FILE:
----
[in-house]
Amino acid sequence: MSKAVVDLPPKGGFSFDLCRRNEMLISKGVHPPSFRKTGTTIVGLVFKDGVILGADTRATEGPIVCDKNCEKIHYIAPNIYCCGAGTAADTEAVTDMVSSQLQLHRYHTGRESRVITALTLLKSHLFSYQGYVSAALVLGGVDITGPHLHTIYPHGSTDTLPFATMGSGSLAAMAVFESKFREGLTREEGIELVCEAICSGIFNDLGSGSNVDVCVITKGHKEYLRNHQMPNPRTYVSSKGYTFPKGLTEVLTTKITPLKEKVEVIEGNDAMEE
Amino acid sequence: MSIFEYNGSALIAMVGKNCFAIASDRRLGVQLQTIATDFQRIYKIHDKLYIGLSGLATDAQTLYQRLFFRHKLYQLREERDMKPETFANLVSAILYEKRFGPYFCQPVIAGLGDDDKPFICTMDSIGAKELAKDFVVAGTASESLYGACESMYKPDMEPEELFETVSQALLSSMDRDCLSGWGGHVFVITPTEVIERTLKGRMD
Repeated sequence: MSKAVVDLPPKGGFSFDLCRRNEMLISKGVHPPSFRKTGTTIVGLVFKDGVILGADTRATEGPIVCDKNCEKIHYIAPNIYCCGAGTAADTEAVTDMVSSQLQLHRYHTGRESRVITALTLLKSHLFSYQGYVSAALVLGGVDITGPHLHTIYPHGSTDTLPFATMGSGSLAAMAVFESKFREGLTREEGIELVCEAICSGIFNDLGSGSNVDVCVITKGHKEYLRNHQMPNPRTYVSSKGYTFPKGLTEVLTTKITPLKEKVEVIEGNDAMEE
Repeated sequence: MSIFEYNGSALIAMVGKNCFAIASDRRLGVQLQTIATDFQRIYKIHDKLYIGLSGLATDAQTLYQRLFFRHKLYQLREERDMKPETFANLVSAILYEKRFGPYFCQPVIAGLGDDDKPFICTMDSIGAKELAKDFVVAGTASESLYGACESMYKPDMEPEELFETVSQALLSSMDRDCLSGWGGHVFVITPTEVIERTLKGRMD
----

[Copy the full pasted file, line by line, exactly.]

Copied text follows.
[in-house]
Amino acid sequence: MSKAVVDLPPKGGFSFDLCRRNEMLISKGVHPPSFRKTGTTIVGLVFKDGVILGADTRATEGPIVCDKNCEKIHYIAPNIYCCGAGTAADTEAVTDMVSSQLQLHRYHTGRESRVITALTLLKSHLFSYQGYVSAALVLGGVDITGPHLHTIYPHGSTDTLPFATMGSGSLAAMAVFESKFREGLTREEGIELVCEAICSGIFNDLGSGSNVDVCVITKGHKEYLRNHQMPNPRTYVSSKGYTFPKGLTEVLTTKITPLKEKVEVIEGNDAMEE
Amino acid sequence: MSIFEYNGSALIAMVGKNCFAIASDRRLGVQLQTIATDFQRIYKIHDKLYIGLSGLATDAQTLYQRLFFRHKLYQLREERDMKPETFANLVSAILYEKRFGPYFCQPVIAGLGDDDKPFICTMDSIGAKELAKDFVVAGTASESLYGACESMYKPDMEPEELFETVSQALLSSMDRDCLSGWGGHVFVITPTEVIERTLKGRMD
Repeated sequence: MSKAVVDLPPKGGFSFDLCRRNEMLISKGVHPPSFRKTGTTIVGLVFKDGVILGADTRATEGPIVCDKNCEKIHYIAPNIYCCGAGTAADTEAVTDMVSSQLQLHRYHTGRESRVITALTLLKSHLFSYQGYVSAALVLGGVDITGPHLHTIYPHGSTDTLPFATMGSGSLAAMAVFESKFREGLTREEGIELVCEAICSGIFNDLGSGSNVDVCVITKGHKEYLRNHQMPNPRTYVSSKGYTFPKGLTEVLTTKITPLKEKVEVIEGNDAMEE
Repeated sequence: MSIFEYNGSALIAMVGKNCFAIASDRRLGVQLQTIATDFQRIYKIHDKLYIGLSGLATDAQTLYQRLFFRHKLYQLREERDMKPETFANLVSAILYEKRFGPYFCQPVIAGLGDDDKPFICTMDSIGAKELAKDFVVAGTASESLYGACESMYKPDMEPEELFETVSQALLSSMDRDCLSGWGGHVFVITPTEVIERTLKGRMD